How Do They Coordinate Fireworks

 Culture, Fun Stuff, General, Holidays  Comments Off on How Do They Coordinate Fireworks
Jul 032006

I found the following story on CNet about how modern day fireworks displays are computer controlled. You might be surprised to learn that many are still fired off manually.

By Natali T. Del Conte?
Comedian Jeff Foxworthy once reportedly said that you might be a redneck if your lifetime goal was to own a fireworks stand.

But these days, operating a modern-era fireworks production is much more like Hollywood in the sky. Orchestrating the shows that will take place over the next few days requires artistry, a fanatical interest in safety, and a healthy dose of geek, to boot.

Eric Tucker, the lead creator for the Fourth of July fireworks show in Boston that is broadcast on ABC, is planning a show that will be exactly 22 minutes and 32 seconds long. For every minute of pyrotechnical splendor, however, at least four hours of planning has been done ? and that doesn’t include the time it took him to test fireworks in Europe and Asia, as well as actually set up the firing equipment. He started planning nearly four months ago.

“It costs more than you think and less than it’s worth,” Tucker said. “I don’t talk about how much but it’s a very large production. It’s one of the largest in the country. There’s a lot of pressure every year to do it.”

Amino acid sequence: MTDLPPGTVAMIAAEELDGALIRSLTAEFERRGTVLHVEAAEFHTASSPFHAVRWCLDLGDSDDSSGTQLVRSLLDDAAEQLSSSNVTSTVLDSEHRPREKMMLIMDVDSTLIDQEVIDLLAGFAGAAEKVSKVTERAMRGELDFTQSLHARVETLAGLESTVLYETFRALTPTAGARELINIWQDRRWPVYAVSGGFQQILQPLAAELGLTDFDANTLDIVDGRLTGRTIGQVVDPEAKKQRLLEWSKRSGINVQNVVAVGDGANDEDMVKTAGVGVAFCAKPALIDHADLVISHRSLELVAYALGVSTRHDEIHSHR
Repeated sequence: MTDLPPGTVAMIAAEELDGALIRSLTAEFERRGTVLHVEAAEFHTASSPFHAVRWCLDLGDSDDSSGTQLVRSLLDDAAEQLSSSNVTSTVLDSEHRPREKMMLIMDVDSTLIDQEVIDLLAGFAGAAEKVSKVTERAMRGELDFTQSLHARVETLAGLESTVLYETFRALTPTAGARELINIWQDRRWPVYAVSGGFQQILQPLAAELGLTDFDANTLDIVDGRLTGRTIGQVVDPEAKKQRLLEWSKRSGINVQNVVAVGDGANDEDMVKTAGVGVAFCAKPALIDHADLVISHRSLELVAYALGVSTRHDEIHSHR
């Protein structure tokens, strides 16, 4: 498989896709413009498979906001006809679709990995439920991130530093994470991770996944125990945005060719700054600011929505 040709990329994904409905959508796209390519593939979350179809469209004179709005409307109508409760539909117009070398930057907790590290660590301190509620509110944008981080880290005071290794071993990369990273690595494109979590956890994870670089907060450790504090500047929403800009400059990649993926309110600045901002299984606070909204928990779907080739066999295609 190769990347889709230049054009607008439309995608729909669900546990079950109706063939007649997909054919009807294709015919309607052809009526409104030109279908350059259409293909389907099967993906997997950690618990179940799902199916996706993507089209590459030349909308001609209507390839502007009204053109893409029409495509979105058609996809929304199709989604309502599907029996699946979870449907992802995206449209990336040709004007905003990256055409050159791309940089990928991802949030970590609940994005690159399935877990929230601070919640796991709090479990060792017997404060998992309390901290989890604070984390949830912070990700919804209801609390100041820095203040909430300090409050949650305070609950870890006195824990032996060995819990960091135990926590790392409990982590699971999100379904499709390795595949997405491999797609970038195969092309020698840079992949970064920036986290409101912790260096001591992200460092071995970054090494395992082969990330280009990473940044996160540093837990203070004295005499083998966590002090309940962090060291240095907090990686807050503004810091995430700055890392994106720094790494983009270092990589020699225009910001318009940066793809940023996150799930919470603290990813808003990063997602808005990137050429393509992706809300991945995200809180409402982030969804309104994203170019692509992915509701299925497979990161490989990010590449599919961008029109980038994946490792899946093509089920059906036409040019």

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Ever Wonder Who Wrote Happy Birthday To You?

 Culture, Fun Stuff, Society  Comments Off on Ever Wonder Who Wrote Happy Birthday To You?
Mar 022006

No birthday party is complete without cake, candles, and a performance of “Happy Birthday to You.” The song is quick, painless, and everyone knows the words. But while the lyrics are familiar to all, their author remains a mystery.The timeless tune’s melody (aka the musical notes) was penned in the late 19th century by two sisters, Patty and Mildred Hill. Originally, the lyrics were different — instead of “happy birthday to you,” it was “good morning to all.” The sisters, both teachers, used their tune as a kind of classroom greeting.

As we learned from the urban legend experts at, nobody knows who wrote the words for “Happy Birthday to You.” In 1924, the lyrics were published in a songbook edited by Robert H. Coleman. First, they were just another verse. But eventually, thanks to radio and “talkie” movies, the birthday verse became its own ditty. Now it’s considered to be the best-known song in the world. And, irony of ironies, nobody knows who wrote it.

Before you start drawing comparisons to an unclaimed lottery ticket, know that people do collect royalties. Right now, the song’s rights belong to Warner Chappell Music, who remind you that if you sing their intellectual property in public, kindly mail them a check.